It’s taken me years to get my Bipolar rage under control, and even now I’m not always successful. I’ve learned that when I feel that anger boiling up inside of me that I need to stay away from people.

For me, that may mean avoiding social activities, not answering the phone, and sometimes even staying home from work.

Your situation is probably different. Take some time to think of things you can do to lessen the possibility of casualties from your next angry episode. If the first thing you try doesn’t work, then try something else.

Sometimes people think that having a mental illness is an excuse to behave poorly, but the truth is that there are some things that are right and some that are wrong.

Bipolar Disorder may make it harder to stick to the right course, but it doesn’t give you license to do just anything. Wrong is wrong, no matter who you are or what you are dealing with right now.

Remembering that, never give up trying to do better. You don’t fail until you stop trying to be better.

I put my family through a lot as I learned to deal with my Bipolar and the angry words that came into my head. It’s probably something I will be working on for the rest of my life, but the important thing is that I’m still trying to improve.

Image by Stefan Keller from Pixabay

You Have What It Takes To Beat Bipolar Rage

Bipolar rage and anger can feel like someone else is taking over your mind and body, but you can take steps to improve things. Just to repeat the five steps:

  1. Count to 10
  2. Focus on breathing
  3. Walk away
  4. Think of the future
  5. Keep trying

With some time and effort, you can better manage and control future angry moods.

As a sixth and final step, you should be willing to ask for forgiveness. If you have hurt someone emotionally or done damage to physical property while in your angry state, own up to your mistake. Take responsibility and ask for forgiveness. Be sincere about working to do better the next time.

Your friends and family love you and want to see you succeed. Taking the time to apologize after you’ve lost control shows them that you are serious about managing your mental health and that you care about them enough to keep trying.

There will be bad days, and sometimes you will fail, but one failure (or several) doesn’t mean you’ve lost the war. You’ve got it in you to keep improving. I believe in you.

Until next time, keep fighting.

Next up, read a post about repressed memories from the Surviving Bipolar series.

How can you cope with Bipolar rage and anger? This post covers 5 ways to help yourself and is written by a mental illness survivor. | #bipolar #mentalillness #SpeakingBipolar #rage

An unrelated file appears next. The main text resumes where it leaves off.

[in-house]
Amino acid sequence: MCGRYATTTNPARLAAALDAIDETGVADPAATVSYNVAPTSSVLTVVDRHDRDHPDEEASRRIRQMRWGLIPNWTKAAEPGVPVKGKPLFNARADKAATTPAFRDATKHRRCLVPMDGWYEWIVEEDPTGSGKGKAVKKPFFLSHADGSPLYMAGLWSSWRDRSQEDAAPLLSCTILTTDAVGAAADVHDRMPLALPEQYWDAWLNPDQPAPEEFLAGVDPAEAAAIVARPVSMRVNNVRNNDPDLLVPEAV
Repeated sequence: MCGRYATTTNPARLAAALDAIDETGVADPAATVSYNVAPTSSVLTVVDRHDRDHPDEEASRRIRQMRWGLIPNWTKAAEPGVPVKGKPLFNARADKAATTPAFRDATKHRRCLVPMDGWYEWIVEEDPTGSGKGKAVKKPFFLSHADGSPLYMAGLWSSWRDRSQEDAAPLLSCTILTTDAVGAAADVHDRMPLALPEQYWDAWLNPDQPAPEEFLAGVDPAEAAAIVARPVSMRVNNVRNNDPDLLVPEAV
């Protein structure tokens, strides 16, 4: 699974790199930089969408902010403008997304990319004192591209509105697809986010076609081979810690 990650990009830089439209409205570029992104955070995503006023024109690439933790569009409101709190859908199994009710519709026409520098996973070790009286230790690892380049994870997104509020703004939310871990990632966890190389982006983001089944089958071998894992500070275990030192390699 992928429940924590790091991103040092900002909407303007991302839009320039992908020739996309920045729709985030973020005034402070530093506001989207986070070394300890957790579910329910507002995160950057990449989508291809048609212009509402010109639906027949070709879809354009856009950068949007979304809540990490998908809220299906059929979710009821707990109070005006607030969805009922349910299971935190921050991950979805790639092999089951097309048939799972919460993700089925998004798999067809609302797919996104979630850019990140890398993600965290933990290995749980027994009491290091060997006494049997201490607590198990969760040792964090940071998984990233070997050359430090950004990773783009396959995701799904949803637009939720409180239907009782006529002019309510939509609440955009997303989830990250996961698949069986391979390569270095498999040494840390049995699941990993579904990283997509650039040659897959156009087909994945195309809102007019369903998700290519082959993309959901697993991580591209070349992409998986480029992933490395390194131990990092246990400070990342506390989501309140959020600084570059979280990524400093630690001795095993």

Please share on Pinterest. Graphic created with Canva.

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  1. Obviously I’m reading this nearly two years late, but it still is good advice. I have been in the grip of bipolar rage many times, but less so as I get older and a little smarter. I get the urge to break things and frighten people with my anger, although I don’t want to hurt anyone physically. Inanimate objects have felt my wrath in the past.

    By the way, thanks for following me!

  2. This was great but I need help with how to handle someone (loved in) in a bipolar rage or before a bipolar cycle gets to the rage point? Any resources will be helpful. Thanks

    1. Sorry for the delay. That’s a tough one. A lot of times the best course is to keep things as level as possible so the person never gets to anger. For me, routine and adequate rest are most important. I also enjoy visiting https://www.bphope.com/ which has a lot of good info for patients and those who love them. Hope this helps.

  3. I just read your articale and i really loved it. lately i’ve been experiencing these anger attacks when all i want to do is punch a wall … and like you said it’s not easy to calm and it takes a big deal of control to do that. Recently I’ve tried to find myself a getaway, something to help me calm down as well and i’m still experiencing with it, though i can already tell that it’s helping. I did write a blog about it. I can send you the link if you’re intrested. I would love to hear your feedback.

    1. Thanks for sharing your experience. It warms my heart that you liked the post.

      Yes, please share a link to your post. You can do it right here in the comments. I’ve read several of your posts and really enjoyed them. I especially liked the one about your new morning routine. I’m working on something similar for myself right now.

  4. YES. taking that moment to just stop and check oneself is SOOOOO HUGE! I mean, let’s face it–we all have those knee-jerk reactions we regret. I’m still trying to teach my kids to take a moment to think before they act. You wouldn’t think you’d have to talk to adults about this same strategy, buuuuut we do. It doesn’t help my relative has said she just prefers to share what she thinks no matter what people think….which, I guess, mean she doesn’t care about the future state of relationships?….

    1. Every one of us needs to work on not reacting too quickly. I could have saved many relationships had I learned that earlier. At some point, you may have to tell your relative how much she’s hurting you. I don’t know her or how that would go, but you need to also take care of you.